- Emerging markets credit spreads still offer investment opportunities at current spread levels
- Covid-19 threat and the ongoing economic impact remain challenges
- EM countries benefit from supportive lending programmes, near-zero rates in developed markets
The rapid turnaround of Emerging markets (EM) credit spreads since their March and April record spread was driven by the bottoming-out of fundamentals, the US Federal Reserve supportive actions and attractive valuations. Since developing countries stand to benefit from supportive lending programmes and near-zero rates in developed markets, NN Investment Partners (NN IP) believes that EM hard currency presents a compelling investment opportunity.
The Covid-19 crisis sent emerging market credit spreads to their widest since the global financial crisis. As NN IP stated at the time, this spread widening represented a monumental opportunity for EMD investors. Despite record-high issuance, spreads rallied furiously and are no longer at extreme levels. In this environment, NN IP believes there is still value to be extracted from the asset class.
“During the global financial crisis, in the year that started eight weeks after spreads peaked, EM sovereign credit returned almost 30%. Similar trends can be observed following less severe sell-offs, such as the Greek debt crisis.”Leo Hu, Co-lead portfolio manager EMD HC at NN IP
Therefore, the risk/reward points to remaining invested in EM credit markets, as they are very hard to time and liquidity can be fickle. EM credit will also continue to generate meaningful carry in a world where developed market rates stay close to zero for an extended period.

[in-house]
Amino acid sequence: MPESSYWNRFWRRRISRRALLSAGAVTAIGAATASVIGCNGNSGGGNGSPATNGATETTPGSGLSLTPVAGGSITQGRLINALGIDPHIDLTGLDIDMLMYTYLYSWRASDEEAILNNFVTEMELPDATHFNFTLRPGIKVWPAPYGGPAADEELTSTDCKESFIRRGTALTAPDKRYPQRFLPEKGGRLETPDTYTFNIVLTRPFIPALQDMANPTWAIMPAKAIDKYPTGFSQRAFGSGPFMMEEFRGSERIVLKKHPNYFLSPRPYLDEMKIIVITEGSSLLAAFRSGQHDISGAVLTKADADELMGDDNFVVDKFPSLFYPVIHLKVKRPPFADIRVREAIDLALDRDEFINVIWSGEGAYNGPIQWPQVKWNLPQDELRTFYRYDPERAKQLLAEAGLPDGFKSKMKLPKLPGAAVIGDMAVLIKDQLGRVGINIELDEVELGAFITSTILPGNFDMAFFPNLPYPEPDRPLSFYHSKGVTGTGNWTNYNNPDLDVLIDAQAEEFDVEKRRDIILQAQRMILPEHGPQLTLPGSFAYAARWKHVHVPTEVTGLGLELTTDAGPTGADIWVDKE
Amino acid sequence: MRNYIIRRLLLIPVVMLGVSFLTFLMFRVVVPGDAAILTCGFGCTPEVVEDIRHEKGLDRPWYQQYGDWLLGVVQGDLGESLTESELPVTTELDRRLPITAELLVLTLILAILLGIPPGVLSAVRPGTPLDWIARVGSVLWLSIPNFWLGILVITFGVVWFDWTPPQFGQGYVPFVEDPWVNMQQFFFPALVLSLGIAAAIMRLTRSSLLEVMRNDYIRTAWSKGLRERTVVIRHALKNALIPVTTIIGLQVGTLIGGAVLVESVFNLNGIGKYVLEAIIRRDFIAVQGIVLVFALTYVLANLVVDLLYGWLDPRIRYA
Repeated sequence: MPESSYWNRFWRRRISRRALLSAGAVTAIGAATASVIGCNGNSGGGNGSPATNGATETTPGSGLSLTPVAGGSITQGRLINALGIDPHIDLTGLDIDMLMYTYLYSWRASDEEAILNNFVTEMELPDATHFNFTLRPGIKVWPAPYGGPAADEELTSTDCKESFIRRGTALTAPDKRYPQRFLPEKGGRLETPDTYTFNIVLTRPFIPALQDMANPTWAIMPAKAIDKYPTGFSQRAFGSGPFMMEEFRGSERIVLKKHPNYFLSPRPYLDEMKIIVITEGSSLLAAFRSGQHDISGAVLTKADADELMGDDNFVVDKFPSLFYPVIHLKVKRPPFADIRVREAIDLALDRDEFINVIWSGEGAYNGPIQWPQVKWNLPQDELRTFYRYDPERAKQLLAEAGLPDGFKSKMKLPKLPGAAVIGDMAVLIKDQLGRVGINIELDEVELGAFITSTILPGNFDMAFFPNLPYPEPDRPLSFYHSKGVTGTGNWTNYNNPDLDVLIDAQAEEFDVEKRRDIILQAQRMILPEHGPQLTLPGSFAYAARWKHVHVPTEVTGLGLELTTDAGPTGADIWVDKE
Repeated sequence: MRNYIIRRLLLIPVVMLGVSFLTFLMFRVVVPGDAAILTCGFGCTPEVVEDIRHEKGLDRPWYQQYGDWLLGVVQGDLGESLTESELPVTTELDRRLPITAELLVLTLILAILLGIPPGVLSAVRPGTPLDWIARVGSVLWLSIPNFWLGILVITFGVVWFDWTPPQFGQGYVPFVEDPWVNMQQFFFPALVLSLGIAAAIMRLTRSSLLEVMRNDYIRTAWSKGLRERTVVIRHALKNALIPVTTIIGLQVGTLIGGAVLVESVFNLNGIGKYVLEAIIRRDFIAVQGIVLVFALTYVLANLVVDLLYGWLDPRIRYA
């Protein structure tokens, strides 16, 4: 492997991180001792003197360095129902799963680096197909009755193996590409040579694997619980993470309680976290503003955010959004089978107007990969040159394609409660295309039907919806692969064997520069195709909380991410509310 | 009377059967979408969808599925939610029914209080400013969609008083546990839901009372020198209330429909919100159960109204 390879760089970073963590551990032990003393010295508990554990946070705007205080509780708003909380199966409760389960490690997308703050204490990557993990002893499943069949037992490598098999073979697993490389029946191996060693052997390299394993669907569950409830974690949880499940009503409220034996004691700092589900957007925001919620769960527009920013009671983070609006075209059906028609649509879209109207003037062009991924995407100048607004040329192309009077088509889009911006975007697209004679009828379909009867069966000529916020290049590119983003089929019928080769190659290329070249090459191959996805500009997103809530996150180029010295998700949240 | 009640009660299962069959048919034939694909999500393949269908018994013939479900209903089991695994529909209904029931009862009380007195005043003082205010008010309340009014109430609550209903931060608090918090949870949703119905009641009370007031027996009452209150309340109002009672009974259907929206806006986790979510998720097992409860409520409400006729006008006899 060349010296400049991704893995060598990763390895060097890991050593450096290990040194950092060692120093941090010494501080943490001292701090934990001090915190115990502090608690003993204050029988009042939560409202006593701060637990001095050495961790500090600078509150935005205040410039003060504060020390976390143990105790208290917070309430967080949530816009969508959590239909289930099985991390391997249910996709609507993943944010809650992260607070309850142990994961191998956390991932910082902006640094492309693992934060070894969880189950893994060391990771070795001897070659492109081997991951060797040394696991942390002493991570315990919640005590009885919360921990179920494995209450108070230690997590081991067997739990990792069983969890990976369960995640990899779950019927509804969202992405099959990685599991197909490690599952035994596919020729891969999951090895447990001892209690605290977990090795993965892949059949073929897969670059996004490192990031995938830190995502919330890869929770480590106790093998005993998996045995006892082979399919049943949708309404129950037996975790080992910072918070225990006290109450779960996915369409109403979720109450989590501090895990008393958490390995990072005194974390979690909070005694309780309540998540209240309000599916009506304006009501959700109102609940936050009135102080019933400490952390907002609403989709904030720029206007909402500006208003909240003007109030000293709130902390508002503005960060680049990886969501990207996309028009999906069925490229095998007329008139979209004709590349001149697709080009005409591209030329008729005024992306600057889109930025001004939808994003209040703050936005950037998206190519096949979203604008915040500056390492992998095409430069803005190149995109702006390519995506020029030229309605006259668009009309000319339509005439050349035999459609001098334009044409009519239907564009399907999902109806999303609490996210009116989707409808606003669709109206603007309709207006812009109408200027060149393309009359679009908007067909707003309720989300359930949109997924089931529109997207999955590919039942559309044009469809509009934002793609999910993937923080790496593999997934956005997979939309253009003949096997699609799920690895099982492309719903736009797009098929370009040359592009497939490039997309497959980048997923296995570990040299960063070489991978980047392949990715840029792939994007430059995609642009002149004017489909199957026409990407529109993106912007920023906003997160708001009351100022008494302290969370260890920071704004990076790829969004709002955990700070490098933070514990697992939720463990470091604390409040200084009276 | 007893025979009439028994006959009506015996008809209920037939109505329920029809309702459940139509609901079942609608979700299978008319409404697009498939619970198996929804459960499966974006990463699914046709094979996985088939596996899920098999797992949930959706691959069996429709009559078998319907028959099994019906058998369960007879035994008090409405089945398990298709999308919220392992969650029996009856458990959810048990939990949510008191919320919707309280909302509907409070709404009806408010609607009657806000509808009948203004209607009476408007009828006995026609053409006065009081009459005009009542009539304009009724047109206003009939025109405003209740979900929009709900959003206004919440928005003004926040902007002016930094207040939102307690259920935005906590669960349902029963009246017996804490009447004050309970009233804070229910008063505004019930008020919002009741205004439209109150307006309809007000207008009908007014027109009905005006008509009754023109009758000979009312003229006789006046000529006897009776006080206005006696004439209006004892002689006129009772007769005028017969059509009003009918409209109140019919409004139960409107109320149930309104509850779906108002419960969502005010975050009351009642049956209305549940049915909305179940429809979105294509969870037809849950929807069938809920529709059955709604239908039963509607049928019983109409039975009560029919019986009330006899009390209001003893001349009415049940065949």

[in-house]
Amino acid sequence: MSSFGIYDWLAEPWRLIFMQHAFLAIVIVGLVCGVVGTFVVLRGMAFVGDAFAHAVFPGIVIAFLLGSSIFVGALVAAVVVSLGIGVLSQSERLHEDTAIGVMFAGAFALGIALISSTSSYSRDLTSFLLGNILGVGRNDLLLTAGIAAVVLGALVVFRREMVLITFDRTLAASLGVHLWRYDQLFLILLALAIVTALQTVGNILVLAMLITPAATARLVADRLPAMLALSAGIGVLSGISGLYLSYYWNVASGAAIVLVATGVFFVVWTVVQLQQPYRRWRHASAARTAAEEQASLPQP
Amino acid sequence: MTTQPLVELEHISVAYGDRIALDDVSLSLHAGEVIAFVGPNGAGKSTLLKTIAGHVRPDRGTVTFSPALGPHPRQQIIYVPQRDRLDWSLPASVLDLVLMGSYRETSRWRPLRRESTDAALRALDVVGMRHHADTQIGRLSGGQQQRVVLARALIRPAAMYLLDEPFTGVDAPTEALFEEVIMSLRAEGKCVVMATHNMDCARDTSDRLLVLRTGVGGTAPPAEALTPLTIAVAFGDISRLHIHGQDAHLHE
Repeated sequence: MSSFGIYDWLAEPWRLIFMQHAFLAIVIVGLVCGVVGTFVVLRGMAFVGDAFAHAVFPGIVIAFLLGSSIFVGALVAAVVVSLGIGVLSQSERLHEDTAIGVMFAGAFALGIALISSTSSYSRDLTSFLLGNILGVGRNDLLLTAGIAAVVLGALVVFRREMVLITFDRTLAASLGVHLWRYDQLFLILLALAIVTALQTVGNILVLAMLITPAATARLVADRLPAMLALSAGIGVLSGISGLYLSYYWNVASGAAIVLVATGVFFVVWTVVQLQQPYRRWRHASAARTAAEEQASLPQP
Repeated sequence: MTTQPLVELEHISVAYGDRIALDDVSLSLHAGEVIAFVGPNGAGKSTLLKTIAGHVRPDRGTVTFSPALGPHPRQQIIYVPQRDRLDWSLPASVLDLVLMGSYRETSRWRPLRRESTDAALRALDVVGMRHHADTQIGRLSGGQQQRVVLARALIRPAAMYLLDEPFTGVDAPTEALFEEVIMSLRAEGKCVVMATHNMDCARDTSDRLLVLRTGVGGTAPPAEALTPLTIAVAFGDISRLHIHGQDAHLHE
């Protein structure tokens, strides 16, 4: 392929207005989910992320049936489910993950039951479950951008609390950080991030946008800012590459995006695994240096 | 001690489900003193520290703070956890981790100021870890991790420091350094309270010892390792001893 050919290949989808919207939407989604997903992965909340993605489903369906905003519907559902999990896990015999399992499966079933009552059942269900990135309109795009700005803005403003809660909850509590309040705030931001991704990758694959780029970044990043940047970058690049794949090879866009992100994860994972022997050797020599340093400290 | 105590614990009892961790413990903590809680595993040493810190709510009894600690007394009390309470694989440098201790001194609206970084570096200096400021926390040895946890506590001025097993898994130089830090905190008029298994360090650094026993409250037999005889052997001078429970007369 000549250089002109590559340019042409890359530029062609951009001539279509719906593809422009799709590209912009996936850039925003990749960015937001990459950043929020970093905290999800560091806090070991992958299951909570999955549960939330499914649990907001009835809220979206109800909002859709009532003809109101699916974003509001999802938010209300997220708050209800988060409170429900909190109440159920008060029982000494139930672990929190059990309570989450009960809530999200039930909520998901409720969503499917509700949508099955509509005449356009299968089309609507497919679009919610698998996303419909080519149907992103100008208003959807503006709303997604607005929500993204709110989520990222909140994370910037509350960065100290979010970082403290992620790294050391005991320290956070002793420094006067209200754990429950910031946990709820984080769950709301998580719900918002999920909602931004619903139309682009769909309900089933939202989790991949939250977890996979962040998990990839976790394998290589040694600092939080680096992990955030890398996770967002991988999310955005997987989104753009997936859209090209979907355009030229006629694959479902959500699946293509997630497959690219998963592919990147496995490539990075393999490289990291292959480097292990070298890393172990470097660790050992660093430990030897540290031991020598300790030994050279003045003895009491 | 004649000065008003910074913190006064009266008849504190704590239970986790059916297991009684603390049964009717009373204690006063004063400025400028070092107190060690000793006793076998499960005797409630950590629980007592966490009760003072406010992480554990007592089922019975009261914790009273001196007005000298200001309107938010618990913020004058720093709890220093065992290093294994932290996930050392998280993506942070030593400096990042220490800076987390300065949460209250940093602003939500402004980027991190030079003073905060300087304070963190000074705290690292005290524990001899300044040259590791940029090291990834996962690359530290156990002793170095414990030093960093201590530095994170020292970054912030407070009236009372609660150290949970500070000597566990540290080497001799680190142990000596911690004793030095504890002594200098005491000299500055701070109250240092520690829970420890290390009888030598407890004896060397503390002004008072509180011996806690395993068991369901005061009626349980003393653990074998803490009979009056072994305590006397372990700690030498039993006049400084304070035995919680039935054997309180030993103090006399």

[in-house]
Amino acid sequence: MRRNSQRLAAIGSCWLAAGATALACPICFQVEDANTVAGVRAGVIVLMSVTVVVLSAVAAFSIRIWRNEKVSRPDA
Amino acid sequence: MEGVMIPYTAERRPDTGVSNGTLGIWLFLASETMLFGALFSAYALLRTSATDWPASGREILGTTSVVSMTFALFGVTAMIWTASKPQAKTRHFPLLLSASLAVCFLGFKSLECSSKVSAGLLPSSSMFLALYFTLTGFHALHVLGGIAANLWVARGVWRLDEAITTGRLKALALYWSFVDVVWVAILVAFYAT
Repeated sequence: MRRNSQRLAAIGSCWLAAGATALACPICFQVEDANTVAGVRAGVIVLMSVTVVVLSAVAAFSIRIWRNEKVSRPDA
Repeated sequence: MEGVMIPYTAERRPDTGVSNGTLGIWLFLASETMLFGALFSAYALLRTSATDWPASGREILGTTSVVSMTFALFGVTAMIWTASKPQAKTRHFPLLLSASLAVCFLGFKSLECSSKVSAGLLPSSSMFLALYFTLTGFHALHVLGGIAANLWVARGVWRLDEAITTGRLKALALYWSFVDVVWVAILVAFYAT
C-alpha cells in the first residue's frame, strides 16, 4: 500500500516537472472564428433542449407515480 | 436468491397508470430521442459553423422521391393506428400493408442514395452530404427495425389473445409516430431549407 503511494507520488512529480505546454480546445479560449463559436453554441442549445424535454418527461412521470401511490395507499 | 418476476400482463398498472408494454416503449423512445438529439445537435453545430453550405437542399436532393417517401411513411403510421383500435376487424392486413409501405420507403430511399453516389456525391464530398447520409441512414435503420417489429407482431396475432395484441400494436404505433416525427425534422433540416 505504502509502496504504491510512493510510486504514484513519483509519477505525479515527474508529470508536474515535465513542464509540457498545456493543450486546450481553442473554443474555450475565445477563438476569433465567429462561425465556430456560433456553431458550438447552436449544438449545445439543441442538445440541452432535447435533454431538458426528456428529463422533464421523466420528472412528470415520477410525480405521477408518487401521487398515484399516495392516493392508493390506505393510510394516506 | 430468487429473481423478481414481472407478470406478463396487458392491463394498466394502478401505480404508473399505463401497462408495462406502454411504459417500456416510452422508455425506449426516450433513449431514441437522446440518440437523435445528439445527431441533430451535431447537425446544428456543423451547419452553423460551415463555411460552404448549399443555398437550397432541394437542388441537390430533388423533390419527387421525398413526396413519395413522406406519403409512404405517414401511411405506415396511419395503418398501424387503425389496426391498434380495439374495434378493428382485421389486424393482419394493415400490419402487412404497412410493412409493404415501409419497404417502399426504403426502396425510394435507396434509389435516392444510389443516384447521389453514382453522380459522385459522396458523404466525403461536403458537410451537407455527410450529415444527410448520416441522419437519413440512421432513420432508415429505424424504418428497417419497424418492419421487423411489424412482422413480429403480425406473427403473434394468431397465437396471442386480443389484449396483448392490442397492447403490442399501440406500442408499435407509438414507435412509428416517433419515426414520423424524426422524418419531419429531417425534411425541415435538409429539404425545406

Although the economic recovery in EMs is far from over, the overall trajectory is gradually turning positive says Hu. He adds that countries are booking incremental progress in treatment, testing capability, health equipment supply chains, social distancing and wearing of masks and that these small gains are helping markets consolidate.
EM countries also benefit from support from the IMF, and the G-20’s Debt Service Suspension Initiative that suspends payments until end-2020 for the poorest member states of the International Development Association means that those countries can better manage existing debt. NN IP identified Angola, Cameroon and Mozambique as Eurobond issuers that stand to benefit from this initiative.
China, the largest bilateral lender to EM, and the US Federal Reserve are two key factors in the stabilization of EM debt. Between debt relief, the cancelling of interest-free government loans and the rework of commercial obligations of certain African countries by China, and the rapid action by the Fed to move rates to zero, in combination with an aggressive buying programme, helped stabilise global credit markets and helped the US primary credit markets reopen, which in turn helped EM primary markets to open and gave EM sovereigns a much-needed source of funding.
“Angola’s economy is under stress because of Covid-19 and the oil price collapse, and approximately 50% of its total external debt is owed to China. According to local press reports, China agreed on a 3-year debt moratorium, which helps to relieve the liquidity pressure and free up cash.”Leo Hu, Co-lead portfolio manager EMD HC at NN IP